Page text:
Detroit — Dylan James got the chance to play hockey again this past season and made the most of it.
Playing junior hockey in Alberta in 2020-21, James only played seven games for the Okotoks Oilers (AJHL) because of three COVID-19 disruptions during the season. Obviously James wasn’t alone, many players endured rough seasons, but it still hurt.
There was some rust to knock off and it was an adjustment playing for Sioux City this past season. But James scored 28 goals during the regular season and added five more in 10 playoff games to help Sioux City to the USHL championship, all while simply enjoying playing hockey again.
“It was tough. I quarantined for 50 days (two seasons ago), three different times. That was tough obviously on and off the ice,” James said. “You didn’t know if you were going to practice that afternoon, that year. But coming to the USHL, I was a little nervous, I hadn’t played a season, but I felt I played pretty well.”
Well enough, certainly, for the Wings to draft James in the second round last week (40th overall) in the NHL Entry Draft.
“After Christmas, I played my best. I felt I was getting comfortable with the city, the new teammates, I didn’t know any of them before, and the coaches and what they wanted out of me,” James said. “It was just getting comfortable, and getting older and stronger helped.”
James was back home in Calgary on draft day, watching with family. But his feed was delayed and James wasn’t sure when he was drafted.
“I heard my name called but I didn’t know who drafted me,” James said. “I found out it was the Red Wings and obviously it was an exciting time with my family. They have 11 (Stanley) Cups, that’s sweet.”
One of the first things James thought about was the long list of legendary players who have worn the Red Wings jersey.
“First thing that came to mind was Stevie Y (Steve Yzerman),” James said. “I have met (Niklas) Kronwall (who is coaching at the team’s development camp), he’s giving me tips on the ice, said to just relax and just play. It’s nice to hear from them.”
A 6-foot, 180-pound left wing, James plays with a lot of speed, and uses that speed at both ends of the rink. Scouts view him as a potential two-way forward who will be able to help the Wings in a variety of ways.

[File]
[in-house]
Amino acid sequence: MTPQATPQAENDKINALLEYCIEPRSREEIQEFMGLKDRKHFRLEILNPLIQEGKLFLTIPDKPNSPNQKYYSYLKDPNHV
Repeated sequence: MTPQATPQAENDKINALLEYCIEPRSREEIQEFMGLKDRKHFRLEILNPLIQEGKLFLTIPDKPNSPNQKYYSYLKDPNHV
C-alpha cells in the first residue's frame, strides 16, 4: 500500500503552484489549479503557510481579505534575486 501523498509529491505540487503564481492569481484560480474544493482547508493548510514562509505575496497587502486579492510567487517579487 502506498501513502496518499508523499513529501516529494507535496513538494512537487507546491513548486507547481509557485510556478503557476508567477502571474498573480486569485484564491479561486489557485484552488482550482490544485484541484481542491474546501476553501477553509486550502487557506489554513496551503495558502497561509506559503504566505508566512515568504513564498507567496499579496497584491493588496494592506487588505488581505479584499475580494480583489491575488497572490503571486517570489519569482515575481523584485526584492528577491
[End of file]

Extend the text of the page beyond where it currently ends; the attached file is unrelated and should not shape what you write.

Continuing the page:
“I like to pride myself on my defense,” James said. “My offense comes from that. My speed is my best asset and I use it to forecheck and limit the defense’s time and space. I like to do that.”
Defenseman William Wallinder, a 2020 second-round pick, is making his first appearance at a Wings development camp given the pandemic restrictions the last two years.
Wallinder finally arrived in Detroit and participated Tuesday in his first practice. Wallinder was delayed because of flight issues and lost luggage.
“I had to borrow skates and equipment, it was pretty tough,” Wallinder said of how he was able to get on the ice Tuesday. “I don’t think they (the airlines) have found it yet. I haven’t heard anything. Hopefully they find it.”
Wallinder (6-4, 190) is a smooth-skating defenseman who will return to Rogle (Sweden) for another year of maturation and experience.
But for now, just as Wallinder has in Sweden, he’s getting an opportunity to learn and absorb information from Kronwall, one of his favorite players.
“I liked his hits,” Wallinder said. “It’s great to work with him. He has a lot of experience, just to learn from him and listen to what he says.”
Wallinder was a teammate, and will continue to be this season at Rogle, of Wings’ first-round Marco Kasper.
“He works hard. He likes to go straight to the net and be in front of the net,” Wallinder said. “He’s a tough guy to play against. Really skilled, too.”
Forward Carter Mazur (Jackson) and defenseman Shai Buium became roommates at Denver last summer, shortly after both were drafted by the Wings (Buium in the second round and Mazur in the third in 2021).
The two were instrumental in Denver winning the NCAA Frozen Four and becoming solid prospects for the Wings.
“We’re real good friends,” Buium said. “We started rooming together in the summer last year, going into our freshman year. We got close that way.”
Winning the NCAA championship was a memorable experience.
“It was incredible,” Buium said. “We had a special group, we did a special thing, and it was probably one of the best times in my life.”
Buium showed his offensive explosiveness at Denver, with 15 assists and 18 points in 39 games, with a plus-20 rating.